Do you know how to reduce stress at work?
This question sounds obvious, but when I think back on my career learning how to reduce stress wasn’t something I learnt at school and was certainly never covered in any company induction program.
In fact, I don’t think it was until as a young PR consultant having been given a project far bigger than I could manage that I started desperately seeking guidance on how to reduce stress, rather than be crippled by it.
At the time it seemed no matter how hard and long I worked I just couldn’t make head way on this project. At night I’d toss and turn, worrying about what I hadn’t yet done and what might still go wrong. By the time I got into the office I was an exhausted, nervous wreck.
As hard as I tried, I just couldn’t stop thinking about my work. Then I discovered the “how to reduce stress” secret.
How To Reduce Stress In One Easy Step
You might recall in our earlier blogs we talked about the fact that evolution programmed us with a strong negativity bias that causes us to dwell on what’s going wrong and seek out ways to fix it. This is great when we’re facing a sabre tooth tiger, but it’s not so useful when we’re facing a looming deadline at work.
Our brains are programmed so that when we dwell on negativity, we can’t see the big picture and think clearly, so instead we selectively call to mind more and more negative thoughts creating a downward spiral of despair and multiplying our pessimism exponentially. It’s one of the WORST ways to try and reduce stress.
The problem is rumination usually causes us to become stuck in a rut of endless questions and fans the flames of negativity, leaving us overwhelmed and demoralized. The trick is to find something that positively distracts us by demanding our full attention so that we can take our minds off our troubles and reduce stress in the process.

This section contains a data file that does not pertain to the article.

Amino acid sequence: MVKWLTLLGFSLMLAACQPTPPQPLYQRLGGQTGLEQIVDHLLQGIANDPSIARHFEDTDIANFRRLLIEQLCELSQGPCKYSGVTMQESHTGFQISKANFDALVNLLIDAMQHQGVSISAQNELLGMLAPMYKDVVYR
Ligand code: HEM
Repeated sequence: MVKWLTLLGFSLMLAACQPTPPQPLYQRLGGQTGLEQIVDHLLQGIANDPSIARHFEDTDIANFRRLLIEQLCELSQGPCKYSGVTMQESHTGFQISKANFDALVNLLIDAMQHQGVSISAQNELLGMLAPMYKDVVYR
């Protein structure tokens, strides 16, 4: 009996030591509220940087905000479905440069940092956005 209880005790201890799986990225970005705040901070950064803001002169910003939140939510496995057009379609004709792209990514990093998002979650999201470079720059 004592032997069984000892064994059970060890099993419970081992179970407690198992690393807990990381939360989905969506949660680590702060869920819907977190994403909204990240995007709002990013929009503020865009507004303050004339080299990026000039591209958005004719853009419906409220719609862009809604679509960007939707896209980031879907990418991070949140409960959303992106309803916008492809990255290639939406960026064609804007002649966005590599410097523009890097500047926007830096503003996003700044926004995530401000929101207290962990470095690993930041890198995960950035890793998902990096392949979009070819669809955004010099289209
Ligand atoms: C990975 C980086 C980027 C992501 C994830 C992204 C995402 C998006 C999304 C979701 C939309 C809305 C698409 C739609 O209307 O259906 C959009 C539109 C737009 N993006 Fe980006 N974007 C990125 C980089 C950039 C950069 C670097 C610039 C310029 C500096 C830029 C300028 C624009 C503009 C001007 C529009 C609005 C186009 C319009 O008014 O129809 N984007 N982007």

In today’s new episode of ChelleMcQuaid TV, I’ll show you a practical way to reduce stress once and for all by breaking the grip of rumination in one easy step.
Click here for the tweetable – “The greatest weapon against stress is our ability to choose one thought over another – William James” @chellemcquaid
Ready to reduce stress once and for all?
To help your reduce stress at work ask yourself “What can I do to get my mind off my troubles?” and brainstorm a list of positive distractions. This might include things you already do, as well as new activities you’d like to try in good and bad weather, at work, at home, or on the road.
Make sure these are truly positive distractions that will reduce stress and don’t involve things like complaining to a friend, eating lots of sugar or carbs or unhealthy escapes from reality like drinking yourself silly.
Share your list to reduce stress below. Remember to be as specific as possible in your comment as your insights and experience helps us all.
Thanks for tuning in!
P.S. Have you signed up for my new online training program to help you become a workplace superstar? There’s a special introductory price just for you but hurry this is only available until December 20th, 2012.